It’s been difficult to avoid the recent headlines about the falling value of the pound and its downward slide to a 31-year low against the dollar in October.

The causes are varied and complex, but when the pound in your pocket is worth less abroad, it’s not only holidaymakers that feel the squeeze. The impact for a charity like Send a Cow is enormous, making it more expensive for us to meet our commitments and threatening our ability to deliver our life-changing work for families in Africa.

How we organise our finances

Our financial year runs from the start of July to the end of June, so on 1 July we agreed this year’s project and expenditure commitments with all our Country Directors. As a result, they were able to make a commitment to the communities they work with, bringing the promise of hope and the means to transform their lives.

The majority of the £6.5 million we raised in 2015-16 was in pounds sterling (£). We regularly send money to our country programmes (Burundi, Ethiopia, Kenya, Lesotho, Rwanda, Uganda, and Zambia) in local currency to pay for the work we are doing there. This funds the teams delivering the essential projects, so they can pay for a vital extension worker to reach a remote community, or for seeds and livestock that will help a family to feed themselves.

What's happened over the past few months

Since 1 July the value of the pound against the currencies in these countries has fallen by 12% overall, so the pound in our pocket is now worth only 88p. Based on the current exchange rate we will face a cash shortfall of £480,000 by the end of our financial year. We are faced with the prospect of finding this extra income, or having to let down the communities we’ve committed to help.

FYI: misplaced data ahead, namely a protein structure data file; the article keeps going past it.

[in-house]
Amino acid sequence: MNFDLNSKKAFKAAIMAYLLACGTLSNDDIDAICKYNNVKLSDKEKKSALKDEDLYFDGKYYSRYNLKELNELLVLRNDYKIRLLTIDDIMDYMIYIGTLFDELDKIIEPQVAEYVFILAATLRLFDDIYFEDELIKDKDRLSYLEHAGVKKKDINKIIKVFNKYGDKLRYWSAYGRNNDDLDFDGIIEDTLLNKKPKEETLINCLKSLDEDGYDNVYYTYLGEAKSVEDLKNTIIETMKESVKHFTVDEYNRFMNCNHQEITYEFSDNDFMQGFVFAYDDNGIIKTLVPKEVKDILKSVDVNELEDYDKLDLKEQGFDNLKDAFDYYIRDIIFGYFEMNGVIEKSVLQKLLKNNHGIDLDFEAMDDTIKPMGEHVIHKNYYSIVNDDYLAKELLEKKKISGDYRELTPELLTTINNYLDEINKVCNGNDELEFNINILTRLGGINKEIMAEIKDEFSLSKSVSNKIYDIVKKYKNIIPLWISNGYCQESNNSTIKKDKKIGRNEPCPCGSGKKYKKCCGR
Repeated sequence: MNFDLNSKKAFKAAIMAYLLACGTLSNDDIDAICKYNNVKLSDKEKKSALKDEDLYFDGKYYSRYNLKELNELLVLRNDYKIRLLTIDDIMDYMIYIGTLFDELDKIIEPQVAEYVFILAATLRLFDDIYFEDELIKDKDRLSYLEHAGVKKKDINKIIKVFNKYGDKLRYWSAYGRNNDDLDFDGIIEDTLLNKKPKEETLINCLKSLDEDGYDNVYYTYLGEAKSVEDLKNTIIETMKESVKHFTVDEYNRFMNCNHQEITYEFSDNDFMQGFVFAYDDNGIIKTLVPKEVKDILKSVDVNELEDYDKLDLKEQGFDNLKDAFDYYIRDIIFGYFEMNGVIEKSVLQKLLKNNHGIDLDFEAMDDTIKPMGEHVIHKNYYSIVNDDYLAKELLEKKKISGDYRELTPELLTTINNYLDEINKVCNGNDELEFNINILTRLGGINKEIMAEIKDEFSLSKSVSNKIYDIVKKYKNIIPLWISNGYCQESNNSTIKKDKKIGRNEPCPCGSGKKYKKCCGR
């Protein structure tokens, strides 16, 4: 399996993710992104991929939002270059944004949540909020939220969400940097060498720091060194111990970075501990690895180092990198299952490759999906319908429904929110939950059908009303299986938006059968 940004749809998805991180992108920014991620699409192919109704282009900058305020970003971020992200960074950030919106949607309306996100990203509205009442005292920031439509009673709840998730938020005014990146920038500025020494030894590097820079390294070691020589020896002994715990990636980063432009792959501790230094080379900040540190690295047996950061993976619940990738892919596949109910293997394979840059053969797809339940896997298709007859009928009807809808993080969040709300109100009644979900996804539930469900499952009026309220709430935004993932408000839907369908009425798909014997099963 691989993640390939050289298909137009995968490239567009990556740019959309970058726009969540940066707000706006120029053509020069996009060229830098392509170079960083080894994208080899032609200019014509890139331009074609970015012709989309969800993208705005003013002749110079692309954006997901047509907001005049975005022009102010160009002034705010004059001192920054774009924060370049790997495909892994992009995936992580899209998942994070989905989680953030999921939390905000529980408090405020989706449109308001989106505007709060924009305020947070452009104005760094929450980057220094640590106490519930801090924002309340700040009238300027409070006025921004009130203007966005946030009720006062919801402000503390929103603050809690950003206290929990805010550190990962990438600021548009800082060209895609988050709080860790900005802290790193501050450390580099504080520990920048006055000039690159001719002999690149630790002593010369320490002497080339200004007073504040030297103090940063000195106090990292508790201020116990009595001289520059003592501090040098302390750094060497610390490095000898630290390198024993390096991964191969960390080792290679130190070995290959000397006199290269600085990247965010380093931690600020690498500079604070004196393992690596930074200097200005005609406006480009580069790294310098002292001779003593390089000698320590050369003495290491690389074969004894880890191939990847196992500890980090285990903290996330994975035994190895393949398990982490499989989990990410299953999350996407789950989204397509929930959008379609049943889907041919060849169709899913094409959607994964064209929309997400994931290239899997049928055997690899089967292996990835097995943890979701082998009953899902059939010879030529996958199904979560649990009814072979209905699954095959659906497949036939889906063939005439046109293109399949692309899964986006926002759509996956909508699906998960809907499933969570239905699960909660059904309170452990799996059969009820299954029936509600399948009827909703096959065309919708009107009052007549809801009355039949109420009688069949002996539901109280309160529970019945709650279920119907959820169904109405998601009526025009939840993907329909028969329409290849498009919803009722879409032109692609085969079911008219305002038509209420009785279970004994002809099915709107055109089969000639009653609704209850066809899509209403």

Patrick Sambaga, SAC Uganda Country DirectorPatrick Sambaga, our Country Director for Uganda, says:

The effect this has on the ground is very hard. To put it in simple terms, a cow used to cost us £650 but now costs us £750, as the pound is worth 15% less in Uganda. We have to pray we can raise more funds, or we’ll have to cut back our work and let people down.

What we've done to mitigate the challenge

As a small charity we hold modest reserves for emergencies, so do not have enough money to cover something like this. We have, however, done our best to address the situation in which we find ourselves. Immediately before the EU referendum, for example, we transferred the maximum amount of money at the best exchange rates – a move which turned out to have been wise.

Since then, we’ve made sure we hold funds in other currencies to spread the risk, and we are also looking into other strategies to protect the money entrusted to us. Our teams across the organisation are also looking at whether we can be more efficient and save further money. And we are beginning to have conversations with project funders to ask for their support and understanding during this time.

Thank you for your support

This isn’t the first - or probably the last - time that Send a Cow will face a challenge like this, but with your support we know we can overcome it. We know that together we will find a way to deliver the commitments we’ve made to communities in Africa without compromising on quality or turning people away.

Thank you.

Paul Stuart
Interim Chief Executive Officer, Send a Cow

Exchange rate calculation correct as at 3rd November 2016